Certainly, the Giants have been active in the free agent market, proving unable to land Pierre, Matthews and Lee, who signed with the Dodgers, Angels and Astros, respectively. The team, which has not reached the playoffs since 2003, is set to announce the signing of Padres outfielder Dave Roberts on Saturday.That deal will be followed shortly by the announcement of agreements with Reds infielder Rich Aurilia and Blue Jays catcher Bengie Molina. But to characterize the nature of negotiations with Bonds as gaining seriousness at this point would be a misnomer, Borris said. "That would be an extremely premature statement," he said. "Overly optimistic and not a fair characterization of the discussions." Under the rules of a new Basic Agreement, the fact that the Giants didn't offer Bonds arbitration may be merely symbolic. Unlike the past, the Giants can continue to negotiate with Bonds up to and into the regular season. They simply won't get draft-pick compensation if he signs with another team. The possibility of that happening is still a matter of conjecture. Two weeks ago, Bonds had interest from the Oakland A's and the San Diego Padres, but those negotiations have gone into a holding pattern. Borris declined to comment about the nature of negotiations with other clubs on Friday night, although he did say that the arbitration deadline wasn't really an issue. "With a player of Barry's stature, I don't believe that draft-pick compensation really comes into the picture," Borris said. "Obviously it's an issue with some teams more than others. But I don't think anyone was worried about losing a first-round draft pick to the Giants if they signed Barry." Of course, that is no longer an issue. Asked when negotiations could wrap up, Borris said, "It's conceivable that Barry could sign a contract with a club by Opening Day. Do I think that that's likely? No. But it's hard for me to give a timetable at this point. Obviously, the Winter Meetings are in two days. I'm sure there will be a lot of activity at that point. How fast can a deal happen? Deals can happen very fast. Teams can cut to the chase very quickly."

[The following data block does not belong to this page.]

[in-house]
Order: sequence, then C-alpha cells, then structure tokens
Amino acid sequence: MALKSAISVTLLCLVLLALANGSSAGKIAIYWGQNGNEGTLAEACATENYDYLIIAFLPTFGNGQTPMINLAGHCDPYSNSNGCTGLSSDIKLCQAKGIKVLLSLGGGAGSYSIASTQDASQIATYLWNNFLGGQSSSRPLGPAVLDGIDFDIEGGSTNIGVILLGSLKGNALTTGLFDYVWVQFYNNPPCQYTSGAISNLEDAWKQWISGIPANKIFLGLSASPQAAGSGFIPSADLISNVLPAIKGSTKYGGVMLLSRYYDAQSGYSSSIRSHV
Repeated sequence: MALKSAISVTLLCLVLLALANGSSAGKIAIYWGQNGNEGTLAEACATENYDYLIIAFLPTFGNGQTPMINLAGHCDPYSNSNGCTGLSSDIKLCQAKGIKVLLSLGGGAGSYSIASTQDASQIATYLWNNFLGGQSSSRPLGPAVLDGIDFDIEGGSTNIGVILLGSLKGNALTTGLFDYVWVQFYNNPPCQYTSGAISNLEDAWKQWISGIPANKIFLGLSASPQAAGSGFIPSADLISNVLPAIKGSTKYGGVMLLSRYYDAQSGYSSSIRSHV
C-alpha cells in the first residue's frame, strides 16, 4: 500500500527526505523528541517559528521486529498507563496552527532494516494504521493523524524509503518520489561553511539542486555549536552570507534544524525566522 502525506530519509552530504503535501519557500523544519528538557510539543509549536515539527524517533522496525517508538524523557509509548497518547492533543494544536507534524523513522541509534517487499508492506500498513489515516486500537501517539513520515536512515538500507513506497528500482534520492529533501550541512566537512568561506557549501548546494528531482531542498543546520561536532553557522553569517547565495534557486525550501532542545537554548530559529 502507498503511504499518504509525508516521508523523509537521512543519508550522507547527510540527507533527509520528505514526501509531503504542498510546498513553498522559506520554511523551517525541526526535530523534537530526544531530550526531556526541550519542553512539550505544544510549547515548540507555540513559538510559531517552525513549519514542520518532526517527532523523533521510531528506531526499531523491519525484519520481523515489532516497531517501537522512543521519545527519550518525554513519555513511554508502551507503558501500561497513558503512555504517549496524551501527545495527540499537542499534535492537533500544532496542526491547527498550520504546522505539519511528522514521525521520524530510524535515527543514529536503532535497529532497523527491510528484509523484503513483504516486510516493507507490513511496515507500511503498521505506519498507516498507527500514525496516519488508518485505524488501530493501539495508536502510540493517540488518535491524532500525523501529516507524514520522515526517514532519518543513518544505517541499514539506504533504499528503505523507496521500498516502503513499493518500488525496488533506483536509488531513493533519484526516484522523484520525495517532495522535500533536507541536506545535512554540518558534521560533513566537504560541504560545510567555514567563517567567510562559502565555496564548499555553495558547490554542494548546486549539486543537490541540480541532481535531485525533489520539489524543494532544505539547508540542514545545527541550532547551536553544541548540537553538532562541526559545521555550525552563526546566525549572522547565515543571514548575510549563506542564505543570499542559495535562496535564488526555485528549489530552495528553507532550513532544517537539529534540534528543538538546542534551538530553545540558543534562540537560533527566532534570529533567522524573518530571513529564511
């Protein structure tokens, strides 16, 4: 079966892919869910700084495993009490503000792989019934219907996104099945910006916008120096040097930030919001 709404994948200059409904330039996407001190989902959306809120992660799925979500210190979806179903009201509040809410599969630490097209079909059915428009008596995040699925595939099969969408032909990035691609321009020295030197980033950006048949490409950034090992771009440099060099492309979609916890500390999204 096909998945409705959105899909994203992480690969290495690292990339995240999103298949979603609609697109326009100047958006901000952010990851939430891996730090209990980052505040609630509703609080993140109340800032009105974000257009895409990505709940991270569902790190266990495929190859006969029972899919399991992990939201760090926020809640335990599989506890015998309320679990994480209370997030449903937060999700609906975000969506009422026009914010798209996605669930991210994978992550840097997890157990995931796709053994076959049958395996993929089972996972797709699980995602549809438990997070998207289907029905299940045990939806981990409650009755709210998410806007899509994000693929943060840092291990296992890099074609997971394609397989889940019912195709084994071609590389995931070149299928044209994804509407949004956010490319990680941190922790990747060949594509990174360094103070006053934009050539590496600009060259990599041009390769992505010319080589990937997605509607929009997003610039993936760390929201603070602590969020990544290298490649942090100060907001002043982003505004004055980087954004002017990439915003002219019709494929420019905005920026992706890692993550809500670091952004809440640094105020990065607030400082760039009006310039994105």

Barry M. Bloom is a reporter for MLB.com. This story was not subject to the approval of Major League Baseball or its clubs.